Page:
ryon program. omp en without including rion the growth increased to 18.8% up from 15.6% in 2017. we expect this number to increase further when it is factored in and james webb, space launch systems and exploration ground systems are in the riskiest phases of development. in regard to this graph, i would like to point out when we started our assessments, cost and schedule growth is more problematic than depicted. many base lines have been set a couple years prior in response to a statutory requirement. as you can see it has been a struggle for congress to hold them accountable for years. so in 2012, you can see it
impact had on the cost overall cost growth. this next graph did he pictures some of the reasons why project experienced scheduled growth. they are not different what we ave seen at fasta. other times, the dark circles were due to ricky management decisions. human space flight programs have been operating with very low costs and scheduled reserves which has limited their ability to address challenges. in other cases, projects encountered technical problems could be sometimes avoided and sometimes not. the james webb program delayed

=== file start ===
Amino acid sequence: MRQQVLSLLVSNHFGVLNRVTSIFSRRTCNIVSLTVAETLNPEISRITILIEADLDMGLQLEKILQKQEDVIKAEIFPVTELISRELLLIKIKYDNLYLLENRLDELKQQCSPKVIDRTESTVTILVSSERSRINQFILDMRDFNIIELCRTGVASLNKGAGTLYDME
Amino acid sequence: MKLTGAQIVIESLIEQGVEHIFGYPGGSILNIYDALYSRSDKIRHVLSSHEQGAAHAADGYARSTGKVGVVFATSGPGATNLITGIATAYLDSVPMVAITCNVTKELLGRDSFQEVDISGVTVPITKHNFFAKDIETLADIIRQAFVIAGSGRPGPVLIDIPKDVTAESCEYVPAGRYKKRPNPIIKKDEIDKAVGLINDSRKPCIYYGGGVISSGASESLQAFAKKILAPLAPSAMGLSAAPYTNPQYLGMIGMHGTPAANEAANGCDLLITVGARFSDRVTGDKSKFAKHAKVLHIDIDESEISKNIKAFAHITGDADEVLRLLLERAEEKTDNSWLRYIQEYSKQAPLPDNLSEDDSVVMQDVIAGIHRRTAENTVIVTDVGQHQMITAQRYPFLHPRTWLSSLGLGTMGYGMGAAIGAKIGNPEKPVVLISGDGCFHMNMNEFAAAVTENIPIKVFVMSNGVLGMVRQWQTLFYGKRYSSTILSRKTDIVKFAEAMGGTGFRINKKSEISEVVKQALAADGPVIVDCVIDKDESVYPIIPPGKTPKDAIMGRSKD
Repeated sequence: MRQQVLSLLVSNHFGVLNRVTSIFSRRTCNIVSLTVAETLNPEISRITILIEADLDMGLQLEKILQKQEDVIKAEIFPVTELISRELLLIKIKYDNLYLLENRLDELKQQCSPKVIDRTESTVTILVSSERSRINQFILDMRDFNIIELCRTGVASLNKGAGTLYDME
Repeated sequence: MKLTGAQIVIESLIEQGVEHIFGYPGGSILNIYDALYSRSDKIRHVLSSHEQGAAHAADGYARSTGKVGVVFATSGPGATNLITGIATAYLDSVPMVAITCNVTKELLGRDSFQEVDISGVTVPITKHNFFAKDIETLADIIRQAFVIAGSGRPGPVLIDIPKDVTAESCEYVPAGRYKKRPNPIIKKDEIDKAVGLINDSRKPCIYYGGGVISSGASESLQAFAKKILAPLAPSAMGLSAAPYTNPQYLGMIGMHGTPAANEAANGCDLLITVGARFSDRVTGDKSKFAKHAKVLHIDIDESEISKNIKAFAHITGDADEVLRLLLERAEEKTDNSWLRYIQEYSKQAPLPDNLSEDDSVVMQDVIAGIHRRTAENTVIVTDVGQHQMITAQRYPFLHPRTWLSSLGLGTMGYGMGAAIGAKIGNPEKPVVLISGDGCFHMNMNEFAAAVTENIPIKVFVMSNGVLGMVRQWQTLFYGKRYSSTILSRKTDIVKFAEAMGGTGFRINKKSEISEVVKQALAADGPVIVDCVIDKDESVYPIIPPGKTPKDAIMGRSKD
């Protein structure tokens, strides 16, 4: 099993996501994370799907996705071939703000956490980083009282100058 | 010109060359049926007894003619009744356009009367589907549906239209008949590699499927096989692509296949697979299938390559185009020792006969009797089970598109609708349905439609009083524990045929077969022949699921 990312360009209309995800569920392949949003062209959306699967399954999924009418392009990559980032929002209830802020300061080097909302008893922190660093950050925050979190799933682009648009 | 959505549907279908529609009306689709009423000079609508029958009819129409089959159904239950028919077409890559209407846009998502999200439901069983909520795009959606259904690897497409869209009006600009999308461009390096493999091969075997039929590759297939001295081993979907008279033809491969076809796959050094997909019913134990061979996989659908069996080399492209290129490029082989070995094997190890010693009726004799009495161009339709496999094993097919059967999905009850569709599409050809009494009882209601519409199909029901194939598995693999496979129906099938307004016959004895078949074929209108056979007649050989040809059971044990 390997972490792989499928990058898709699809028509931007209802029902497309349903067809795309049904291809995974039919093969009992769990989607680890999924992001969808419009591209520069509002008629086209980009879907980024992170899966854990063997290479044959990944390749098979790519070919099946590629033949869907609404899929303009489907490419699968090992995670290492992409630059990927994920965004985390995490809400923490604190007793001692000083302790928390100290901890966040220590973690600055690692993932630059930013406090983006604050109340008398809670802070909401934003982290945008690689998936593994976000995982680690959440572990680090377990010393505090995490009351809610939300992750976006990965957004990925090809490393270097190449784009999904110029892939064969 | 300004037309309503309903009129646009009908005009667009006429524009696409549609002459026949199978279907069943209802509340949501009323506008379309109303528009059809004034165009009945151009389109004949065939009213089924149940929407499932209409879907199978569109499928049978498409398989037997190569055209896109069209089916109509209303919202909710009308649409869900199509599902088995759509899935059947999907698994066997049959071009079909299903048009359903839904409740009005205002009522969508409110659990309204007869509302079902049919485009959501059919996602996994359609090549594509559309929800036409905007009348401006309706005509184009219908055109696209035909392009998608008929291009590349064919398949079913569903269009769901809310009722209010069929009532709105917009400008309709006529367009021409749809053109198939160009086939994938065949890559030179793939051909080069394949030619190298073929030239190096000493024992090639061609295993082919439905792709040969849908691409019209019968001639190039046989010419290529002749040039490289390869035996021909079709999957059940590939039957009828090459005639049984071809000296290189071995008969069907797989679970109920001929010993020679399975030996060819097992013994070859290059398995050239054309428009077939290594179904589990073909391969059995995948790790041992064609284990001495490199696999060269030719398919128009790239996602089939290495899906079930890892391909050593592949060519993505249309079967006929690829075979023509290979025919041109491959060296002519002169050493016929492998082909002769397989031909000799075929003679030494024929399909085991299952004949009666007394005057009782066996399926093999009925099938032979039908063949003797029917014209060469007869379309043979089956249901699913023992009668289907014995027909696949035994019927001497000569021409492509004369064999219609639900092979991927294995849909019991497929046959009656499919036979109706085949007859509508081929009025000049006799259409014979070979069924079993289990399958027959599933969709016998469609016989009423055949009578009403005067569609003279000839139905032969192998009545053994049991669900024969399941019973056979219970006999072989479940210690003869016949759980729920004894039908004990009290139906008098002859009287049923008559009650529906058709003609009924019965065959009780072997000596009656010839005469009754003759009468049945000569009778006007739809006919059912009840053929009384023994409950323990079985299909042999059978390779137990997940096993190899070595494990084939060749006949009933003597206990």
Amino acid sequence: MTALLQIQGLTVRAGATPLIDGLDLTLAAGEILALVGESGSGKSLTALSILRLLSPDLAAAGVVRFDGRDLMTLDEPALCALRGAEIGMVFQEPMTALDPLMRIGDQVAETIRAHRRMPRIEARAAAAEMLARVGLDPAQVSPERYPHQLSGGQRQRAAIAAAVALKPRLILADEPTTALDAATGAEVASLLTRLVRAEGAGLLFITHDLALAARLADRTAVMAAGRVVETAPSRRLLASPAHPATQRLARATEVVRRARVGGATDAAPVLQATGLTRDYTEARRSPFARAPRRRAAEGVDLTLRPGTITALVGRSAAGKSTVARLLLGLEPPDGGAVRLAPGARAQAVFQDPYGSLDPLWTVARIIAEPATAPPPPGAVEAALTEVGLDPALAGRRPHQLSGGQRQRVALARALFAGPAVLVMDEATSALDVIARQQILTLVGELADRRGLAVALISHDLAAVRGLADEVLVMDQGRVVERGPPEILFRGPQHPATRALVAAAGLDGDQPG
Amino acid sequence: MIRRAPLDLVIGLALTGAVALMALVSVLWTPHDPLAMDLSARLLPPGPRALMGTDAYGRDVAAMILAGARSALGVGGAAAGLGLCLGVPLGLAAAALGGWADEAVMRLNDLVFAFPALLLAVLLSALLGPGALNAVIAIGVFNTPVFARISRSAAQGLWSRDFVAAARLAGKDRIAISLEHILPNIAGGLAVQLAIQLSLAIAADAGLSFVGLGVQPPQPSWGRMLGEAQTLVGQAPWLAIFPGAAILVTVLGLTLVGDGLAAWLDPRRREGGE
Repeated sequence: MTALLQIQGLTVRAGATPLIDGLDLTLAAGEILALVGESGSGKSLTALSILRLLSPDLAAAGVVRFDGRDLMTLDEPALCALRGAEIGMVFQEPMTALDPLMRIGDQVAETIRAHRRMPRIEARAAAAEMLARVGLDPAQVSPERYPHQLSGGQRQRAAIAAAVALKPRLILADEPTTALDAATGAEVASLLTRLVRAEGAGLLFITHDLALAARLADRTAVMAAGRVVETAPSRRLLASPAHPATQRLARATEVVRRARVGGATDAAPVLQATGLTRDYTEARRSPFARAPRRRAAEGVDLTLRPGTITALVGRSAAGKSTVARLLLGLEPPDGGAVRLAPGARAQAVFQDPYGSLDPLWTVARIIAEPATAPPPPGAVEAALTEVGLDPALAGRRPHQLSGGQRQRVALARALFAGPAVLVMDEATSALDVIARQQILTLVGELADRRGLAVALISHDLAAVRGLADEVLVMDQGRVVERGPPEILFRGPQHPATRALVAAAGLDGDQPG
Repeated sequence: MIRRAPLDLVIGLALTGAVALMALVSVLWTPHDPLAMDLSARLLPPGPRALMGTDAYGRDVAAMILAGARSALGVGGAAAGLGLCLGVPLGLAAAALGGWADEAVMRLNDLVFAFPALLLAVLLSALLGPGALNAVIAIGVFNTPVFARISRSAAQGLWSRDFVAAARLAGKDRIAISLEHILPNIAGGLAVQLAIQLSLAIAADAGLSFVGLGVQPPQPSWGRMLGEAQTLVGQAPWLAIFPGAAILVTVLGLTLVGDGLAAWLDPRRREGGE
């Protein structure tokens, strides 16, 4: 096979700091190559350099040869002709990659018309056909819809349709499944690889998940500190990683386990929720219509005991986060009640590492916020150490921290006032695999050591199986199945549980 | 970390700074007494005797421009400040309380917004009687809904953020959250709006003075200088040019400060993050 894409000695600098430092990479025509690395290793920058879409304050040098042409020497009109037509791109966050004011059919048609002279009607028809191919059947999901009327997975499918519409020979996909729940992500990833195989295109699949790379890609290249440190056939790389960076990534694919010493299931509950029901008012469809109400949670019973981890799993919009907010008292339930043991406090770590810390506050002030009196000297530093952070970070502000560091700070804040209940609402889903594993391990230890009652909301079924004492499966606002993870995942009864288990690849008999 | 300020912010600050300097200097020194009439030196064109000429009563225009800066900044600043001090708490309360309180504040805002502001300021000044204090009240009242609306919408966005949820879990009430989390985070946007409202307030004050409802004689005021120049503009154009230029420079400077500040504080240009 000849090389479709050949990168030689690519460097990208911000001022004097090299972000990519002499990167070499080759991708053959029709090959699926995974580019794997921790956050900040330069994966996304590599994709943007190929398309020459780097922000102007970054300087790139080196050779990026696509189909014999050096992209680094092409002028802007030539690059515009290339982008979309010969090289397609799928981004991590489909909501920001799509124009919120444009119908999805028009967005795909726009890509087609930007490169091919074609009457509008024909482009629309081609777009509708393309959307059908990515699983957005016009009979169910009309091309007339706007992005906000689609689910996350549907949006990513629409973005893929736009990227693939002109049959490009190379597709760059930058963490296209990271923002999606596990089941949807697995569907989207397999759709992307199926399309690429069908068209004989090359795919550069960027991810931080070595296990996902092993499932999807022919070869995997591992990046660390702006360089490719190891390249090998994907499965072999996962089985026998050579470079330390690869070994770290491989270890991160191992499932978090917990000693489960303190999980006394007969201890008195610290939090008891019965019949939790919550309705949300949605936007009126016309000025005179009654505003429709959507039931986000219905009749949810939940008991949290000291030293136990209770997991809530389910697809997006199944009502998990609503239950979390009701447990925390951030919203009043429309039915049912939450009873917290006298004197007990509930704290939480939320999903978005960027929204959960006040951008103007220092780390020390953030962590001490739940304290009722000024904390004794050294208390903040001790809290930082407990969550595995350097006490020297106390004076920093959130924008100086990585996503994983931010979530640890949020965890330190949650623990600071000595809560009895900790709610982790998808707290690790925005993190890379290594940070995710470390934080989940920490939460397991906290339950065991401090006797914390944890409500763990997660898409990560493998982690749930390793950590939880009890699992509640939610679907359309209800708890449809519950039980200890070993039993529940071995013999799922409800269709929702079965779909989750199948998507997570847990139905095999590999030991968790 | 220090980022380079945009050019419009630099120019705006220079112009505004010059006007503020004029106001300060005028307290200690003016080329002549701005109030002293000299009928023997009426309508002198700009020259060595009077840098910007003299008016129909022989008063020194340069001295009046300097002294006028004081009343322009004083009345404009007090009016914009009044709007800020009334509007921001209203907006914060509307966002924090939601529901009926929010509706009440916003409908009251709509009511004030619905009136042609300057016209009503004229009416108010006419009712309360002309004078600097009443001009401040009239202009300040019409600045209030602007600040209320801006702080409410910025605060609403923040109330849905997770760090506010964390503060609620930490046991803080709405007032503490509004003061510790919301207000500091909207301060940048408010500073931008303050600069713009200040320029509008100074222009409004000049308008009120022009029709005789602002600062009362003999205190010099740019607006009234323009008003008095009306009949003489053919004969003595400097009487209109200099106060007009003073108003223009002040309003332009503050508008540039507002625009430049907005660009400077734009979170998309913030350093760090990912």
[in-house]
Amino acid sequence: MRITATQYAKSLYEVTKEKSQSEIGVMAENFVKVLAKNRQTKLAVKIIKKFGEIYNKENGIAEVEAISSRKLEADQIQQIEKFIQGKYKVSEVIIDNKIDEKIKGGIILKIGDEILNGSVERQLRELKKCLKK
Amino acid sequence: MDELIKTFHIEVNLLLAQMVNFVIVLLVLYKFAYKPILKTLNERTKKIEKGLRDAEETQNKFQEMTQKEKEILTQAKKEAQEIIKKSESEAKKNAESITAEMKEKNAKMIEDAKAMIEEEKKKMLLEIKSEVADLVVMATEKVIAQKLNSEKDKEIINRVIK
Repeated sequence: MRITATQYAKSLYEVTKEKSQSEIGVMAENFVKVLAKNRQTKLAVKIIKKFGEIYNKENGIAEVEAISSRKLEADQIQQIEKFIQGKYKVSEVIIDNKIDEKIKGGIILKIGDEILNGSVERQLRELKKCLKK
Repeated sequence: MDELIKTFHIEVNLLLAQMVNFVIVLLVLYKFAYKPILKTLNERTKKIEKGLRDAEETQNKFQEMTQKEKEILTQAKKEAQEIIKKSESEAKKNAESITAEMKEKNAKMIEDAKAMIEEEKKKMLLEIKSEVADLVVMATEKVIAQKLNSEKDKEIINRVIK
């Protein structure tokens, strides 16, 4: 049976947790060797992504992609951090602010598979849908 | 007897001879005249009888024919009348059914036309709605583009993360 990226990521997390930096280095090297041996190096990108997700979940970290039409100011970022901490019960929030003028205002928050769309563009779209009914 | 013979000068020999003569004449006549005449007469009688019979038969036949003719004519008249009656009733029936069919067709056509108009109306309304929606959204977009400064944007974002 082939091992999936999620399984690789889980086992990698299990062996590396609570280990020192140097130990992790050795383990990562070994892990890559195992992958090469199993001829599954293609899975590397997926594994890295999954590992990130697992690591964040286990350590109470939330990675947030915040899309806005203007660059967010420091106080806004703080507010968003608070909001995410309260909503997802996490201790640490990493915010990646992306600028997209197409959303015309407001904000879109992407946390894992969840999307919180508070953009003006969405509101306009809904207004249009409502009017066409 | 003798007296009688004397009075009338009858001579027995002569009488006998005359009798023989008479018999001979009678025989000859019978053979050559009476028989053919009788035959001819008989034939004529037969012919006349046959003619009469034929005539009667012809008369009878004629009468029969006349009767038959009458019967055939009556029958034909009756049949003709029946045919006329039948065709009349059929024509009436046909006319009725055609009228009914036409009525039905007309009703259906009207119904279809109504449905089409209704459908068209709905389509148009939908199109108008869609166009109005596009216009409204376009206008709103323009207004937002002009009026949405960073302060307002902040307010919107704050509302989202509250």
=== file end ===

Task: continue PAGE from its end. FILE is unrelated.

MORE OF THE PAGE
the propulsion system and because of unanticipated complexities with fulfilling the sun shield. 0's fasta has 00 reduced costs and scheduled growth. as shown in this graph, projects are increasingly building more knowledge about critical technologies early so they do not discover problems when they are more expensive and time consuming to fix. they are building more knowledge about design before proceeding. nasa has improved cost and scheduling processes. while we recognize nasa's progress more can be done. for example, the human space flight projects should not be operating with low cost in scheduled reserves. projects should regularly cost